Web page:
The Pashtuns are Afghanistan’s biggest ethnic group, making up more than 42 per cent of the population.
The group, predominantly Sunni Muslim and speaks the Pashto language, has dominated Afghan politics since the 18th century.
Many Pashtun leaders over the years have stressed a “right to rule” Afghanistan, which has angered other ethnic groups.
The Taliban, in control of Afghanistan for a second time after their 1996-2001 regime, are a Pashtun-dominated group.
Even the two presidents under the previous US-backed governments — Hamid Karzai and Ashraf Ghani — were Pashtuns.
Traditionally based in the south and east of the country, the dominant position of the Pashtuns has often caused resentment among other groups, especially because of political, economic and cultural marginalisation.
The Tajiks are the second-biggest ethnic group, making up more than a quarter of the Afghan population.
The main language among Tajiks is a dialect of Farsi called Dari, also the lingua franca of Afghanistan.
The group is mainly distributed in the north and west of the country, with strongholds in the Panjshir Valley, the western city of Herat and some northern provinces.
The Panjshir Valley is famed for resisting occupation by the Soviet military in the 1980s and by the first Taliban regime.
While not politically dominant, several prominent Tajik leaders have emerged in recent decades.
The revered mujahideen leader Ahmad Shah Massoud — “The Lion of Panjshir” — who fought the Red Army and the Taliban is at the top of that list among Afghans.
Burhanuddin Rabbani, a Tajik from Badakhshan province in the north, served as Afghan president from 1992 to 1996 before Kabul fell to the Taliban.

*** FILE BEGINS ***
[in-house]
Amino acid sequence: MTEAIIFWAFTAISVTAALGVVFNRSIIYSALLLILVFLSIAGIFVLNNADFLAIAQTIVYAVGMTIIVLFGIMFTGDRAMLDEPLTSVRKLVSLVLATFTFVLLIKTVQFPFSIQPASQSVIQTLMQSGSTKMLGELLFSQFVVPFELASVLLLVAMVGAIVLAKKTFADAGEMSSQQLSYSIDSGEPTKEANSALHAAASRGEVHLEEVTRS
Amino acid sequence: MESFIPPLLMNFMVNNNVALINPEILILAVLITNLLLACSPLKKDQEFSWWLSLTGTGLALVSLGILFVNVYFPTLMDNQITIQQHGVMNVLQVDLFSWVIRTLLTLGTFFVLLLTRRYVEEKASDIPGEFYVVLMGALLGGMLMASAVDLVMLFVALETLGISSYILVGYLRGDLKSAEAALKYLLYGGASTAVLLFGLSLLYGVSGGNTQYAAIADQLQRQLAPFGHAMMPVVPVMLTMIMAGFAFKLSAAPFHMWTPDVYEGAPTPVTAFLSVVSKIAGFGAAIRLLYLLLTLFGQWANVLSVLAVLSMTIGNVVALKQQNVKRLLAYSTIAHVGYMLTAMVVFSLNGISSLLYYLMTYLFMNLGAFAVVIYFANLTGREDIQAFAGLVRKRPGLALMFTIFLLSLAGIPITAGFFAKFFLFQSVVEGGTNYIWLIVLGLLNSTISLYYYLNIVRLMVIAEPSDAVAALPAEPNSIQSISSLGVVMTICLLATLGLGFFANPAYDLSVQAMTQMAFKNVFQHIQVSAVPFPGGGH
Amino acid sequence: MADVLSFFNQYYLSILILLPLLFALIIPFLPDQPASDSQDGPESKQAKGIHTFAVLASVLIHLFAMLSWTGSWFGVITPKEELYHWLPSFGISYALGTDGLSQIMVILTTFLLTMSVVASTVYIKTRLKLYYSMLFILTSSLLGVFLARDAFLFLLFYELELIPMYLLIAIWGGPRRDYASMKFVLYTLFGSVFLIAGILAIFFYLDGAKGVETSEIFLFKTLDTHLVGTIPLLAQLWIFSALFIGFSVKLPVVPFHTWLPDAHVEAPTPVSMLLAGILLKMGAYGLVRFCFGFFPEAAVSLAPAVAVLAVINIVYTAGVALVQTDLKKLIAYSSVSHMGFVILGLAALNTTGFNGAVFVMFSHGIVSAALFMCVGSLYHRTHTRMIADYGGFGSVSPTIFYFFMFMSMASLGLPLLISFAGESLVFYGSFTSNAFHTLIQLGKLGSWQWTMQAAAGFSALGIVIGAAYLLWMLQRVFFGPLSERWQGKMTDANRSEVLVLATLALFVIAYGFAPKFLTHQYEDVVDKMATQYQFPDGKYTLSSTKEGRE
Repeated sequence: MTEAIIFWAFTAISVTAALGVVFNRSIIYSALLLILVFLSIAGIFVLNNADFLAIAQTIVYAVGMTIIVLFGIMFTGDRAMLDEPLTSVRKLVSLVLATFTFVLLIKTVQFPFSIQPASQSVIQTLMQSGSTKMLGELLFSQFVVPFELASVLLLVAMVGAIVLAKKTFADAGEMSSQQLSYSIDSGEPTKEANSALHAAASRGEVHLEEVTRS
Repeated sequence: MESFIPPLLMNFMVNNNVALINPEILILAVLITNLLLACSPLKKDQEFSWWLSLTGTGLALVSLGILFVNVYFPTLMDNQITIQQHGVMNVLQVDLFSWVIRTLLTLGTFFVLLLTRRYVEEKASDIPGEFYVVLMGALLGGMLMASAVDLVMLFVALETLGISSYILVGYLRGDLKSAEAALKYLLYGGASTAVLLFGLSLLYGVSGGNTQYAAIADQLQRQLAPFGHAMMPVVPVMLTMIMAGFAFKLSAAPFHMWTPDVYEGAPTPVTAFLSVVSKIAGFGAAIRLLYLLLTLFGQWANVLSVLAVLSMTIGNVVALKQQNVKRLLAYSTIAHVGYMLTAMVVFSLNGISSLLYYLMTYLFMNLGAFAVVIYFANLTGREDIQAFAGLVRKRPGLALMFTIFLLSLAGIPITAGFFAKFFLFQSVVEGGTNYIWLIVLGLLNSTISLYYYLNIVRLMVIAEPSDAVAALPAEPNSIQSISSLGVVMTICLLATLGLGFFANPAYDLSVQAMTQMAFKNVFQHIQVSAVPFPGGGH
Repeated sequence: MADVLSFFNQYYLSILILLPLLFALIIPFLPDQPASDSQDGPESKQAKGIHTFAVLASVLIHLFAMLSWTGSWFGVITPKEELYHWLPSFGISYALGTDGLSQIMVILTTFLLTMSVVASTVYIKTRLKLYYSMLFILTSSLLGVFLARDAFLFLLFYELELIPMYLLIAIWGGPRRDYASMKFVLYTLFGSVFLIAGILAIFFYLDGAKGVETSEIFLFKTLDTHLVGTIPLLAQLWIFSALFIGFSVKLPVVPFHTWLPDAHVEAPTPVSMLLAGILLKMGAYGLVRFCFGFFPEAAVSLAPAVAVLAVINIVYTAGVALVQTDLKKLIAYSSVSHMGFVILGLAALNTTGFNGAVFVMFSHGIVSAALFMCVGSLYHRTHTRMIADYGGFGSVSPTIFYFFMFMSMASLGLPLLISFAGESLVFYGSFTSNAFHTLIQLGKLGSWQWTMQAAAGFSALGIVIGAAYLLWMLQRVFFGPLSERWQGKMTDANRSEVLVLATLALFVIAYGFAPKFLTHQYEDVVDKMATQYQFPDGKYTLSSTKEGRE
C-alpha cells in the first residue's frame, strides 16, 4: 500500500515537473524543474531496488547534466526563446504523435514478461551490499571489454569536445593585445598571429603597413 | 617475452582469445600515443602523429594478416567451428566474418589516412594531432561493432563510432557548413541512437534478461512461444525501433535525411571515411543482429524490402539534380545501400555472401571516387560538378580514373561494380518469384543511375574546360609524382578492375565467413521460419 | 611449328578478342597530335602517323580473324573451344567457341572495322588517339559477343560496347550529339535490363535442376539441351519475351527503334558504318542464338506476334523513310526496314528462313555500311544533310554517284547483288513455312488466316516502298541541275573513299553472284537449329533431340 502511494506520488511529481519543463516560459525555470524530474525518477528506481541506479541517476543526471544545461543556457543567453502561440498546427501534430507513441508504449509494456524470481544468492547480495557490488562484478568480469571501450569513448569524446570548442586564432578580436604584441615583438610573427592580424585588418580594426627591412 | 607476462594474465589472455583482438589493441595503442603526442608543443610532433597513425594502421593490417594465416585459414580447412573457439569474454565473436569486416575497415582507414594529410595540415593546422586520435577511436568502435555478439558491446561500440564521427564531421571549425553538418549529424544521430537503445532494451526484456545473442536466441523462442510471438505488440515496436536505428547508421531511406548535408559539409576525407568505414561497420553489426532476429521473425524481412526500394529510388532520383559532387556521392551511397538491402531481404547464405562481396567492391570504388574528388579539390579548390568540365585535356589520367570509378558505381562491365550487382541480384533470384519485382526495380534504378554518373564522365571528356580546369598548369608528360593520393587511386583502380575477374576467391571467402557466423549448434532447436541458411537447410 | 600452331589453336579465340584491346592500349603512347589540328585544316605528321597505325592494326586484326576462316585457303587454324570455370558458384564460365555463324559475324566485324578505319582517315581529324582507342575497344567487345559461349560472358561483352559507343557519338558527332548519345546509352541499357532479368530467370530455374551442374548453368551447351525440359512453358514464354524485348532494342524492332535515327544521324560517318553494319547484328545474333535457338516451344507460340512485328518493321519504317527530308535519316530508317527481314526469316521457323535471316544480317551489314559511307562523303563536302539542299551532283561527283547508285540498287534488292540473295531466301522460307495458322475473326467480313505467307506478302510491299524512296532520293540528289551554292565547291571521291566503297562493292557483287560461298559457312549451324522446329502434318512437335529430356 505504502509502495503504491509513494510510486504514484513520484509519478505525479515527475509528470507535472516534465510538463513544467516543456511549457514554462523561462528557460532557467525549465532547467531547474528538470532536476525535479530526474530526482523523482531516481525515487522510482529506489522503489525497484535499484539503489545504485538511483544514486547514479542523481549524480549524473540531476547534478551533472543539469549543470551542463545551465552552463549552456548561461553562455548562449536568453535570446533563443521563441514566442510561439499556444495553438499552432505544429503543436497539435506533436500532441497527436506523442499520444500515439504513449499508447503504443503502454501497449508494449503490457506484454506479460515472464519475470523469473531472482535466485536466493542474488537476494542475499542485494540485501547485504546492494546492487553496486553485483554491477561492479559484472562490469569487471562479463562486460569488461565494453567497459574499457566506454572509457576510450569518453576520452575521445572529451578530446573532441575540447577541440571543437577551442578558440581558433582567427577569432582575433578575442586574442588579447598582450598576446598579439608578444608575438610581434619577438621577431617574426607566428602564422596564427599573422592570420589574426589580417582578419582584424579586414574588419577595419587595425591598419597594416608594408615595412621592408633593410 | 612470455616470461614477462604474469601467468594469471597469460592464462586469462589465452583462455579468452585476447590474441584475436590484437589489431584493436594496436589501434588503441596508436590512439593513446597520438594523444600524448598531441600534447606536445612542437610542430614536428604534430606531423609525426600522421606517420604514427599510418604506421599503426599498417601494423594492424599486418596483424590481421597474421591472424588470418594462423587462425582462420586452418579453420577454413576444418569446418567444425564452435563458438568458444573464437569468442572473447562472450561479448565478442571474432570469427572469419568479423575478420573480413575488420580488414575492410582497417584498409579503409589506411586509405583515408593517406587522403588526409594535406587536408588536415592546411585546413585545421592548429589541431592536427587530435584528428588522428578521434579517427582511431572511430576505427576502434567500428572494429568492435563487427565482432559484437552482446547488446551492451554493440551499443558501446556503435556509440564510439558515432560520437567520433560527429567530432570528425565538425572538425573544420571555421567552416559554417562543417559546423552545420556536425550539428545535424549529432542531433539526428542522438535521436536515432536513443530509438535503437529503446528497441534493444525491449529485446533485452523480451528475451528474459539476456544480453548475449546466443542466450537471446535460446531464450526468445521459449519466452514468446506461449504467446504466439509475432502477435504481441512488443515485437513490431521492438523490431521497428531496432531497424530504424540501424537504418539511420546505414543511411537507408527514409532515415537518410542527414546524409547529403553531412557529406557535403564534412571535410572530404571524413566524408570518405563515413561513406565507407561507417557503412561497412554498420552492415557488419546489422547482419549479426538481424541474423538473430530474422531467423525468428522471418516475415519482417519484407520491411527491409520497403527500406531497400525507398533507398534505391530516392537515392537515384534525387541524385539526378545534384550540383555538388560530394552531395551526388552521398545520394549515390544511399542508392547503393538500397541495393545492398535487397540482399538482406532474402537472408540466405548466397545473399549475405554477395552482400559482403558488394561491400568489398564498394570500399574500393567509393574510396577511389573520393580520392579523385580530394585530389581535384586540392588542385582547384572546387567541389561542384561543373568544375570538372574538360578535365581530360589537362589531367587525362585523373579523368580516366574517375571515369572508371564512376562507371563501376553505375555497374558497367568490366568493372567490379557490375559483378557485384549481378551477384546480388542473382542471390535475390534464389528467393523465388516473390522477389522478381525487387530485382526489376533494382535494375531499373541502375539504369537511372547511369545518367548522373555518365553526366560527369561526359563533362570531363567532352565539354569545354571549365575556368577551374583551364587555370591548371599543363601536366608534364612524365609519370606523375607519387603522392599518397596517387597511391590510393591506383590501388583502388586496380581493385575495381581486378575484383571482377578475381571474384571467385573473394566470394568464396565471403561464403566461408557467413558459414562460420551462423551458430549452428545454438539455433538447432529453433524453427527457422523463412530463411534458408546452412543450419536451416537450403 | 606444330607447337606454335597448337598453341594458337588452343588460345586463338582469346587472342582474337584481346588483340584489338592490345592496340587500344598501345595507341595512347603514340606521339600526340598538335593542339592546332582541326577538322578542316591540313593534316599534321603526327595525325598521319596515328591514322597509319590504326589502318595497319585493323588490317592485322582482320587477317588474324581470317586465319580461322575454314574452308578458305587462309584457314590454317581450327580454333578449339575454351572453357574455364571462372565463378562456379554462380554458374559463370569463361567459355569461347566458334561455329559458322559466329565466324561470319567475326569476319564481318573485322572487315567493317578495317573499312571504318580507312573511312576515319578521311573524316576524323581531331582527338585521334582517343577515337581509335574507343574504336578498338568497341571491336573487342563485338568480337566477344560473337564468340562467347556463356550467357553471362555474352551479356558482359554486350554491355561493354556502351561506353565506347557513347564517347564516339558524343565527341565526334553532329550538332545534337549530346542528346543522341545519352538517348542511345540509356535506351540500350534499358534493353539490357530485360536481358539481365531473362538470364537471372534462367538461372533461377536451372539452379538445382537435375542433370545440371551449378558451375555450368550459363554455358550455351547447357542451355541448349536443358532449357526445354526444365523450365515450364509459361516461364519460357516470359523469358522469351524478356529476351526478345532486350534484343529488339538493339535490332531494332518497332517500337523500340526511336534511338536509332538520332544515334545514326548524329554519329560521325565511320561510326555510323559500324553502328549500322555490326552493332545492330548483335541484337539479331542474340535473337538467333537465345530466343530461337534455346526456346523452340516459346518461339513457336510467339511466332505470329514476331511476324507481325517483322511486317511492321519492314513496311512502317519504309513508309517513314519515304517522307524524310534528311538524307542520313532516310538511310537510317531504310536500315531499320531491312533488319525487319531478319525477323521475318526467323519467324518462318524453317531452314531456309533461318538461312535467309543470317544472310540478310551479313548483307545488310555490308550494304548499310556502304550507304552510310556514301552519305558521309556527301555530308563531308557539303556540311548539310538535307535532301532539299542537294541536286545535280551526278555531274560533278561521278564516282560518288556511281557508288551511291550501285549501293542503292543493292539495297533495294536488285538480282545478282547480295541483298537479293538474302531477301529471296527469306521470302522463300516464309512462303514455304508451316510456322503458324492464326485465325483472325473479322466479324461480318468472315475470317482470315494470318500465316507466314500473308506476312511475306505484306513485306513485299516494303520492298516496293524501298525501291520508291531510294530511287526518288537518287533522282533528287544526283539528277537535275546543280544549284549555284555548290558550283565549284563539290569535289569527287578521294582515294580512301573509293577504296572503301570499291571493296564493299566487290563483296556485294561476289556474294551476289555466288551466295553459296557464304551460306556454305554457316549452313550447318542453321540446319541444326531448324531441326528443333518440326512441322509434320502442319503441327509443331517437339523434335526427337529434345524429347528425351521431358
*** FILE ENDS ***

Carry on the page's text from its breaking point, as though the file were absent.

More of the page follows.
Abdullah Abdullah, former chief executive and the main peace negotiator for the previous Afghan regime is of mixed Pashtun-Tajik ethnicity but is widely considered the latter.
The Hazara, believed to have origins in Central Asian and Turkic peoples, are around 10 per cent of the population and are mainly based in central Afghanistan.
They speak a Dari dialect and are predominantly Shia Muslim.
For more than a century, the group faced violent oppression and discrimination in Afghanistan over both religion and ethnicity.
In recent decades, they have also suffered massacres across various Afghan governments, but especially under the Taliban — hardline Sunni Muslims who have usually labelled Shias heretics.
Other militants active in Afghanistan such as the Islamic State groups have also targeted the Hazara with deadly bomb attacks, not even sparing their schools and hospitals.
RUSSIAN FOREIGN MINISTER, SERGEI LAVROV: Afghan ethnic groups need to gather for talks.
— Tajuden Soroush (@TajudenSoroush) August 17, 2021
Afghan Uzbeks are also around 10 per cent of the population, mainly based in the north of the country close to the border with Uzbekistan.
A Turkic people, are mainly Sunni Muslims.
The most famous, and notorious, Afghan Uzbek is the warlord Abdul Rashid Dostum, who fought with the Soviets against the mujahideen before changing sides and effectively setting up his own stronghold centred on the northern city of Mazar-i-Sharif.
He was a leading figure in the Northern Alliance that helped end Taliban rule after the US invasion of 2001 and later joined the Ghani administration as a first vice-president.
He fled to Uzbekistan when Mazar-i-Sharif fell to the Taliban this month.
The NSC reaffirmed that Pakistan would "continue to work with the international community and all Afghan stakeholders to facilitate an inclusive political settlement", terming it as "the way forward" for the representation of all Afghan ethnic groupshttps://t.co/PLB1XKhnPr
— Dawn.com (@dawn_com) August 16, 2021
Smaller ethnic groups
The Afghan constitution of 2004 officially recognised more than a dozen ethnicities. In addition to the four biggest groups, the nomadic Aimaq, the Turkmen and the Baloch were also listed.
Also included were the Nuristani people in the northeast of Afghanistan, who were forcibly converted to Islam in the 19th century.
2/ Baghlan province is mostly Tajik & Hazara. Panjshir & Andarab is mostly Tajik. These ethnic groups have deep animosity for the #Taliban
— Indo-Pacific News – Geo-Politics & Military News (@IndoPac_Info) August 20, 2021
© AFP with inputs from GVS